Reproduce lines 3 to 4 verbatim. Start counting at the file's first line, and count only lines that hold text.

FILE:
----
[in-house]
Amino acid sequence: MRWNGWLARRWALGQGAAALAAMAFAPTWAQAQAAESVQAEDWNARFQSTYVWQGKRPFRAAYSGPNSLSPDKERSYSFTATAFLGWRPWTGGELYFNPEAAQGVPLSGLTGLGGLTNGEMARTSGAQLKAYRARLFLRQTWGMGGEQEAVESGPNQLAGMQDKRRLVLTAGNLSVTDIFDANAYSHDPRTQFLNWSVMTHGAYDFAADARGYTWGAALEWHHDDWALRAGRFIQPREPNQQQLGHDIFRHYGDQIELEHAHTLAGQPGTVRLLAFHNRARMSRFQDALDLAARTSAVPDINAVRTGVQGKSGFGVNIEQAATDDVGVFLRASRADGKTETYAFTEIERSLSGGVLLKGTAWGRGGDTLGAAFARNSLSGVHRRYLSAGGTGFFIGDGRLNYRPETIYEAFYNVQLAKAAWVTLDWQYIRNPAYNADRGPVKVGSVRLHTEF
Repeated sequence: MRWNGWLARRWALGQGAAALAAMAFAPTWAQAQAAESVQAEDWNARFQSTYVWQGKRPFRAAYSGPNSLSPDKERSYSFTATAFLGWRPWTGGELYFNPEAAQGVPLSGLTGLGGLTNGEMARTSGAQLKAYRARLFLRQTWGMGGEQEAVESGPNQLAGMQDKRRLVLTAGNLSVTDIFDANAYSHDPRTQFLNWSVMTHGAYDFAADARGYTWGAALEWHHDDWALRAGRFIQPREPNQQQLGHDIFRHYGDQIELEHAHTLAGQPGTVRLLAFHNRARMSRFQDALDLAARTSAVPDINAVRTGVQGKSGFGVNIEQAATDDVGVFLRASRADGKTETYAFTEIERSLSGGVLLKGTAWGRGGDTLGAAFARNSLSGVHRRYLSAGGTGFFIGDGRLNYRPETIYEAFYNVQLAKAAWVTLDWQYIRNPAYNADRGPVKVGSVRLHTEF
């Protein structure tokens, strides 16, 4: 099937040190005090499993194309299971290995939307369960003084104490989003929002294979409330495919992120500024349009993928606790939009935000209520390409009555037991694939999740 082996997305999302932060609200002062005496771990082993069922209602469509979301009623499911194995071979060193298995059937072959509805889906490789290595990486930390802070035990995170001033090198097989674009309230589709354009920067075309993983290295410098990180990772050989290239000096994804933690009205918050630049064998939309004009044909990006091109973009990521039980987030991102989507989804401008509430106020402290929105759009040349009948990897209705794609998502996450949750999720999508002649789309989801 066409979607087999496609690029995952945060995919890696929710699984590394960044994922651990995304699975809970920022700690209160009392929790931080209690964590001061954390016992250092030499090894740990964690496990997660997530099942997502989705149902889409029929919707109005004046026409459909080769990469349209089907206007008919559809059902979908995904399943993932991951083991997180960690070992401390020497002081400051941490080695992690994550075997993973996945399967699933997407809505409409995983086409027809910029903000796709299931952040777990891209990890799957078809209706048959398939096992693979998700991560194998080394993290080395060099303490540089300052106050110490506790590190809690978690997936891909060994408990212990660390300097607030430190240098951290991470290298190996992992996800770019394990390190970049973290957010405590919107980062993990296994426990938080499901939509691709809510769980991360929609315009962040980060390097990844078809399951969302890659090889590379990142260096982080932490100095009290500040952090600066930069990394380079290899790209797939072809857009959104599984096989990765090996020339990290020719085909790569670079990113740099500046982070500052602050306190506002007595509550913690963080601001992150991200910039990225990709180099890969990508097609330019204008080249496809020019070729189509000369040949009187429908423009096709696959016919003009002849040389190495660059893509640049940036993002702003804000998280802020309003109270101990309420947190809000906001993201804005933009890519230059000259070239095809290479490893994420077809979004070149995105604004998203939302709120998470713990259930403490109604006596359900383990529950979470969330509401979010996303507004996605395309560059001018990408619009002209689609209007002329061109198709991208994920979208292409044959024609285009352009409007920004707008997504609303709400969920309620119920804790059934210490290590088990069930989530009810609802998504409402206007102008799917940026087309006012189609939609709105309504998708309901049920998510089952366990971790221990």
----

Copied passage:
Repeated sequence: MRWNGWLARRWALGQGAAALAAMAFAPTWAQAQAAESVQAEDWNARFQSTYVWQGKRPFRAAYSGPNSLSPDKERSYSFTATAFLGWRPWTGGELYFNPEAAQGVPLSGLTGLGGLTNGEMARTSGAQLKAYRARLFLRQTWGMGGEQEAVESGPNQLAGMQDKRRLVLTAGNLSVTDIFDANAYSHDPRTQFLNWSVMTHGAYDFAADARGYTWGAALEWHHDDWALRAGRFIQPREPNQQQLGHDIFRHYGDQIELEHAHTLAGQPGTVRLLAFHNRARMSRFQDALDLAARTSAVPDINAVRTGVQGKSGFGVNIEQAATDDVGVFLRASRADGKTETYAFTEIERSLSGGVLLKGTAWGRGGDTLGAAFARNSLSGVHRRYLSAGGTGFFIGDGRLNYRPETIYEAFYNVQLAKAAWVTLDWQYIRNPAYNADRGPVKVGSVRLHTEF
């Protein structure tokens, strides 16, 4: 099937040190005090499993194309299971290995939307369960003084104490989003929002294979409330495919992120500024349009993928606790939009935000209520390409009555037991694939999740 082996997305999302932060609200002062005496771990082993069922209602469509979301009623499911194995071979060193298995059937072959509805889906490789290595990486930390802070035990995170001033090198097989674009309230589709354009920067075309993983290295410098990180990772050989290239000096994804933690009205918050630049064998939309004009044909990006091109973009990521039980987030991102989507989804401008509430106020402290929105759009040349009948990897209705794609998502996450949750999720999508002649789309989801 066409979607087999496609690029995952945060995919890696929710699984590394960044994922651990995304699975809970920022700690209160009392929790931080209690964590001061954390016992250092030499090894740990964690496990997660997530099942997502989705149902889409029929919707109005004046026409459909080769990469349209089907206007008919559809059902979908995904399943993932991951083991997180960690070992401390020497002081400051941490080695992690994550075997993973996945399967699933997407809505409409995983086409027809910029903000796709299931952040777990891209990890799957078809209706048959398939096992693979998700991560194998080394993290080395060099303490540089300052106050110490506790590190809690978690997936891909060994408990212990660390300097607030430190240098951290991470290298190996992992996800770019394990390190970049973290957010405590919107980062993990296994426990938080499901939509691709809510769980991360929609315009962040980060390097990844078809399951969302890659090889590379990142260096982080932490100095009290500040952090600066930069990394380079290899790209797939072809857009959104599984096989990765090996020339990290020719085909790569670079990113740099500046982070500052602050306190506002007595509550913690963080601001992150991200910039990225990709180099890969990508097609330019204008080249496809020019070729189509000369040949009187429908423009096709696959016919003009002849040389190495660059893509640049940036993002702003804000998280802020309003109270101990309420947190809000906001993201804005933009890519230059000259070239095809290479490893994420077809979004070149995105604004998203939302709120998470713990259930403490109604006596359900383990529950979470969330509401979010996303507004996605395309560059001018990408619009002209689609209007002329061109198709991208994920979208292409044959024609285009352009409007920004707008997504609303709400969920309620119920804790059934210490290590088990069930989530009810609802998504409402206007102008799917940026087309006012189609939609709105309504998708309901049920998510089952366990971790221990």